SEC. 3. Division 25.6 (commencing with Section 38600) is added to the Health and Safety Code, to read:
    38600. (a) From and after the effective date of this division, Division 25.5 (commencing with Section 38500) of the Health and Safety Code is suspended until such time as the unemployment rate in California is 5.5 percent or less for four consecutive calendar quarters.
    (b) While suspended, no state agency shall propose, promulgate, or adopt any regulation implementing Division 25.5 (commencing with Section 38500) and any regulation adopted prior to the effective date of this division shall be void and unenforceable until such time as the suspension is lifted.

  6. Much of the damage of Prop. 32 is predicated on anthropogenic global warming which is a science fraud demonizing CO2 when it is entirely innocuous and insignificant.

    CO2 is a “trace gas” in air, insignificant by definition, 1/7th the absorber of IR, heat energy, from sunlight as water vapor which has 80 times as many molecules capturing 560 times as much heat or 99.8% of all “global warming.” CO2 does only 0.2% of it.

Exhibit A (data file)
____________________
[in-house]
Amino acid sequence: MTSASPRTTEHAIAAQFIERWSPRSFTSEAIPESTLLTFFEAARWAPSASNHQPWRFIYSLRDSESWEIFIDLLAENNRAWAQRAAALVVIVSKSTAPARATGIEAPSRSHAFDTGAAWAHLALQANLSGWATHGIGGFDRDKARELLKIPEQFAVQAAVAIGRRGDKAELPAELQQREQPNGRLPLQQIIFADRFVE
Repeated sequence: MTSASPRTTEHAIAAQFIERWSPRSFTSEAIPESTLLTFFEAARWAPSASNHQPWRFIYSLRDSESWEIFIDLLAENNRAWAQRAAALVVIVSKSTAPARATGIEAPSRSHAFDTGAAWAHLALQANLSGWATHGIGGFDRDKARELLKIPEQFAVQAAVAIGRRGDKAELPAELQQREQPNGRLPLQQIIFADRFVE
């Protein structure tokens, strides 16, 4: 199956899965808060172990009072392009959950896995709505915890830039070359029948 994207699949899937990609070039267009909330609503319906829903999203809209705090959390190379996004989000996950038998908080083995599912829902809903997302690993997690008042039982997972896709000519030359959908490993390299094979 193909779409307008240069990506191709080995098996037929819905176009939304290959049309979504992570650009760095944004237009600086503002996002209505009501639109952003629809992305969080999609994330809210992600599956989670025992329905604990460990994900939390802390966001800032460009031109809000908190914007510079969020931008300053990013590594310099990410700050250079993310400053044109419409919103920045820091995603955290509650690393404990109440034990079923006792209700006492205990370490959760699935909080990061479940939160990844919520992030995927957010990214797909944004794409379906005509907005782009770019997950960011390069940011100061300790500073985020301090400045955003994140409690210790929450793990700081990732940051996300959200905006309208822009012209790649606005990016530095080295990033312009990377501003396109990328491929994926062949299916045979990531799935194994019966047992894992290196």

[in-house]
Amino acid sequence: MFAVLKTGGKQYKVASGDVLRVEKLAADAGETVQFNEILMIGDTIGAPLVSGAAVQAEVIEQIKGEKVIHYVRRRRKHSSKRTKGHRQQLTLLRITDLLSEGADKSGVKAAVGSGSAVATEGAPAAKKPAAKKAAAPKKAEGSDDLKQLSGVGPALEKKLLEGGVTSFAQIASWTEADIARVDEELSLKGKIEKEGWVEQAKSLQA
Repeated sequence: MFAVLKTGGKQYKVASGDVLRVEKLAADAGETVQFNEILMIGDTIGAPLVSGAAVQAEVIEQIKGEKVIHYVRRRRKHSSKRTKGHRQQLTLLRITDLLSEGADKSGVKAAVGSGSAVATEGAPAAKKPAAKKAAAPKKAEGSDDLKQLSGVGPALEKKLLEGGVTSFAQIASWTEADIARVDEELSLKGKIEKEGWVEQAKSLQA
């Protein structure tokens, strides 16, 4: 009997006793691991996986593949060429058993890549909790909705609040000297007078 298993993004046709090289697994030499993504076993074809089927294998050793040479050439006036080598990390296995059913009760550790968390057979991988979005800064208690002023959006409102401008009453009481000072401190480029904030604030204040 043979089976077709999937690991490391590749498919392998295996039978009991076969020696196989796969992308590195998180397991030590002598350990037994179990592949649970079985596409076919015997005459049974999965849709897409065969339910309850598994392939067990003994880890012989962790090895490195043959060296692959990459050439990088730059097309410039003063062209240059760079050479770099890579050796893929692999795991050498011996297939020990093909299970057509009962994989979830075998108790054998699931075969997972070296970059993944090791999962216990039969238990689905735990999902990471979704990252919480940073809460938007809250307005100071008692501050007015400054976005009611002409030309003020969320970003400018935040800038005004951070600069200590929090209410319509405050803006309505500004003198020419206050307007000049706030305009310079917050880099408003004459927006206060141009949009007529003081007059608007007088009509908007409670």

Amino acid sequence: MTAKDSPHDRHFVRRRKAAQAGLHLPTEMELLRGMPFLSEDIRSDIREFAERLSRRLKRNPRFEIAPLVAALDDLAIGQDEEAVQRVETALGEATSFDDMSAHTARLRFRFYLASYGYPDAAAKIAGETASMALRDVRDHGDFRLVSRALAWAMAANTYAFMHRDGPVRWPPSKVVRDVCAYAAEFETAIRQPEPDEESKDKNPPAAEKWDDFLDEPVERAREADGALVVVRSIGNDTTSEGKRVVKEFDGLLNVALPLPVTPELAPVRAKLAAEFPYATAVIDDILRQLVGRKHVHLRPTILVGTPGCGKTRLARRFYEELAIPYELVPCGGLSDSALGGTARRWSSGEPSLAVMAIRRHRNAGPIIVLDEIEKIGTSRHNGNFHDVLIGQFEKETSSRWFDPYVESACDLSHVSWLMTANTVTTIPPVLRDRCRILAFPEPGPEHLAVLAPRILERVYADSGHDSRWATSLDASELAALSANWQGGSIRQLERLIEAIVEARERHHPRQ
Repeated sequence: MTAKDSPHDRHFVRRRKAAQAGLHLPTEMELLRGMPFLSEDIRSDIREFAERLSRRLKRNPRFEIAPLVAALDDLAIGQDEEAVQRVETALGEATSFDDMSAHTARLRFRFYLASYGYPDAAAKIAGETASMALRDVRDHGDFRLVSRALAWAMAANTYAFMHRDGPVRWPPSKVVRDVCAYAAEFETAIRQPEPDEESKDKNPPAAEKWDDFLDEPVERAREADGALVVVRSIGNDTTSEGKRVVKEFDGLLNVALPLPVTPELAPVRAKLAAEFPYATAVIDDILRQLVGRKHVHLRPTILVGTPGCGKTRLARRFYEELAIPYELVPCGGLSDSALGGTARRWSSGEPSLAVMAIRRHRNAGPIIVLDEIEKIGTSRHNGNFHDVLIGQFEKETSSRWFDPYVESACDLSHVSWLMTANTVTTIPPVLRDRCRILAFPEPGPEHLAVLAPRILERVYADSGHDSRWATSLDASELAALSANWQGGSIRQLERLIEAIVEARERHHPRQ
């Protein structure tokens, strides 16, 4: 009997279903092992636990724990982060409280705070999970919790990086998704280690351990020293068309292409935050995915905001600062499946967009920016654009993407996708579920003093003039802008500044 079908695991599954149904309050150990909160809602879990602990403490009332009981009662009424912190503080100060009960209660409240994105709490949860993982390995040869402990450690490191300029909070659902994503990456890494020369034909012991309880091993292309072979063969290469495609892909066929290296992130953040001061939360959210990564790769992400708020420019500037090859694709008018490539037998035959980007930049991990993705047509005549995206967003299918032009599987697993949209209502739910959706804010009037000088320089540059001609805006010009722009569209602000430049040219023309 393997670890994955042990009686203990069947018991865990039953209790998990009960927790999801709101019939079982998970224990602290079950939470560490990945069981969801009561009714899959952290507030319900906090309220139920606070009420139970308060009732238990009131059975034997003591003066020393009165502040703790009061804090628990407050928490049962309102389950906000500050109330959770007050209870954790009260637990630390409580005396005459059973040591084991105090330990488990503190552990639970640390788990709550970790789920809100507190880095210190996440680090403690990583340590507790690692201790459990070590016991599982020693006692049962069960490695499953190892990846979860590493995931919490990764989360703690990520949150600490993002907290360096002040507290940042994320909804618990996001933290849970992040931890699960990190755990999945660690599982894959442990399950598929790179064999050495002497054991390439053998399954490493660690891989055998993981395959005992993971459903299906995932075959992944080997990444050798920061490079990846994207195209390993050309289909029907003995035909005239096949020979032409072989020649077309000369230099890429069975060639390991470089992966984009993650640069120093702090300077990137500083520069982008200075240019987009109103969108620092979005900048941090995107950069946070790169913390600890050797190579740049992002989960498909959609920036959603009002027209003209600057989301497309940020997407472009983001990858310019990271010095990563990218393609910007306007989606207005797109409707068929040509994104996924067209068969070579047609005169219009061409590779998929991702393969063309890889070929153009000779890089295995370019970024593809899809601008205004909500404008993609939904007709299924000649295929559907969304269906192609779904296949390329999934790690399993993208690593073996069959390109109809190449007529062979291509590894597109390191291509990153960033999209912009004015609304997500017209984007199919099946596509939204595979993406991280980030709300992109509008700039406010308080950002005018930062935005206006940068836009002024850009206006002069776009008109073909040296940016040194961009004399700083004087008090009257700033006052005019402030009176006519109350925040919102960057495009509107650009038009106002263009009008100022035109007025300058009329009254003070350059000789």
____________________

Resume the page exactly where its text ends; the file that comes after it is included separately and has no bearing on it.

Carbon combustion generates 80% of our energy. Control and taxing of carbon would give the elected ruling class more power and money than anything since the Magna Carta of 1215 AD.

    The Two Minute Conservative at has political analysis,
    science and humor. Now in the top 4% on Kindle.

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About Ann

Ann Carlson is currently on leave from UCLA School of Law. She is the Shirley Shapiro Professor of Environmental Law and was the founding Faculty Director of the Emmett I…